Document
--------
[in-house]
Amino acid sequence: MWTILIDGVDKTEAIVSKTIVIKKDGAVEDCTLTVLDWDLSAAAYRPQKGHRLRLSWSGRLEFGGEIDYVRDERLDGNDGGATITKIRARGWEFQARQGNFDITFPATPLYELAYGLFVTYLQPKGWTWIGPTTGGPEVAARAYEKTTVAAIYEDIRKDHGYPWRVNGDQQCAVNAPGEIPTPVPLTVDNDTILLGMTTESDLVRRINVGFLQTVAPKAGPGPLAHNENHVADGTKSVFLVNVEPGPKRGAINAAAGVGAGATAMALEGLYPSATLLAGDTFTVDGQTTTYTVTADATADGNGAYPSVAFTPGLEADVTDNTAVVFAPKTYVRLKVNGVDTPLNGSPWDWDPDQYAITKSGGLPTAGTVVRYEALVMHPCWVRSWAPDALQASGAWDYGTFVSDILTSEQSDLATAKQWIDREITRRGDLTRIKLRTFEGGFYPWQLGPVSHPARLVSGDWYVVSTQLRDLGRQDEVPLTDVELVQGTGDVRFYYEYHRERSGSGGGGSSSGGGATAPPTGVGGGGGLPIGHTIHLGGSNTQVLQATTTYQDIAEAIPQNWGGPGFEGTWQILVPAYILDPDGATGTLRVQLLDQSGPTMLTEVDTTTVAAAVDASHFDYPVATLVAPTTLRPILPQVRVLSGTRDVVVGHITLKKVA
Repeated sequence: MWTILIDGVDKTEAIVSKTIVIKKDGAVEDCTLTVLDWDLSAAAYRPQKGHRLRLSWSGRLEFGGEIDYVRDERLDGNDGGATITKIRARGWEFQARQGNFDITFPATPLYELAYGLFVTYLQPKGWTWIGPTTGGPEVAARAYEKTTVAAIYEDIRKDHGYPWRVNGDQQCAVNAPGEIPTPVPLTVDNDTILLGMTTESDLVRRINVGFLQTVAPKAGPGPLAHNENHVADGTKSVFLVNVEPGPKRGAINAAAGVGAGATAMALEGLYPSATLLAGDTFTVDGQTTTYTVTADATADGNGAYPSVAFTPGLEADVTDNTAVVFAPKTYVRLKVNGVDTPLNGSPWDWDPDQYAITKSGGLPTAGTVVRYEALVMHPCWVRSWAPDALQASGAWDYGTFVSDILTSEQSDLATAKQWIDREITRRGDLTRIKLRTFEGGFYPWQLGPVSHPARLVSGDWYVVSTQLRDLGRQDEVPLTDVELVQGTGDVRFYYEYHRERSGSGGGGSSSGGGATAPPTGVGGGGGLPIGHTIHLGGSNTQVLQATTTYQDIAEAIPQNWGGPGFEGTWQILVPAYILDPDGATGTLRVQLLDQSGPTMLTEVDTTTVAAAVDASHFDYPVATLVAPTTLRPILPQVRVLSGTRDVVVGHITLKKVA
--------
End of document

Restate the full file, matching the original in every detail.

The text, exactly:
[in-house]
Amino acid sequence: MWTILIDGVDKTEAIVSKTIVIKKDGAVEDCTLTVLDWDLSAAAYRPQKGHRLRLSWSGRLEFGGEIDYVRDERLDGNDGGATITKIRARGWEFQARQGNFDITFPATPLYELAYGLFVTYLQPKGWTWIGPTTGGPEVAARAYEKTTVAAIYEDIRKDHGYPWRVNGDQQCAVNAPGEIPTPVPLTVDNDTILLGMTTESDLVRRINVGFLQTVAPKAGPGPLAHNENHVADGTKSVFLVNVEPGPKRGAINAAAGVGAGATAMALEGLYPSATLLAGDTFTVDGQTTTYTVTADATADGNGAYPSVAFTPGLEADVTDNTAVVFAPKTYVRLKVNGVDTPLNGSPWDWDPDQYAITKSGGLPTAGTVVRYEALVMHPCWVRSWAPDALQASGAWDYGTFVSDILTSEQSDLATAKQWIDREITRRGDLTRIKLRTFEGGFYPWQLGPVSHPARLVSGDWYVVSTQLRDLGRQDEVPLTDVELVQGTGDVRFYYEYHRERSGSGGGGSSSGGGATAPPTGVGGGGGLPIGHTIHLGGSNTQVLQATTTYQDIAEAIPQNWGGPGFEGTWQILVPAYILDPDGATGTLRVQLLDQSGPTMLTEVDTTTVAAAVDASHFDYPVATLVAPTTLRPILPQVRVLSGTRDVVVGHITLKKVA
Repeated sequence: MWTILIDGVDKTEAIVSKTIVIKKDGAVEDCTLTVLDWDLSAAAYRPQKGHRLRLSWSGRLEFGGEIDYVRDERLDGNDGGATITKIRARGWEFQARQGNFDITFPATPLYELAYGLFVTYLQPKGWTWIGPTTGGPEVAARAYEKTTVAAIYEDIRKDHGYPWRVNGDQQCAVNAPGEIPTPVPLTVDNDTILLGMTTESDLVRRINVGFLQTVAPKAGPGPLAHNENHVADGTKSVFLVNVEPGPKRGAINAAAGVGAGATAMALEGLYPSATLLAGDTFTVDGQTTTYTVTADATADGNGAYPSVAFTPGLEADVTDNTAVVFAPKTYVRLKVNGVDTPLNGSPWDWDPDQYAITKSGGLPTAGTVVRYEALVMHPCWVRSWAPDALQASGAWDYGTFVSDILTSEQSDLATAKQWIDREITRRGDLTRIKLRTFEGGFYPWQLGPVSHPARLVSGDWYVVSTQLRDLGRQDEVPLTDVELVQGTGDVRFYYEYHRERSGSGGGGSSSGGGATAPPTGVGGGGGLPIGHTIHLGGSNTQVLQATTTYQDIAEAIPQNWGGPGFEGTWQILVPAYILDPDGATGTLRVQLLDQSGPTMLTEVDTTTVAAAVDASHFDYPVATLVAPTTLRPILPQVRVLSGTRDVVVGHITLKKVA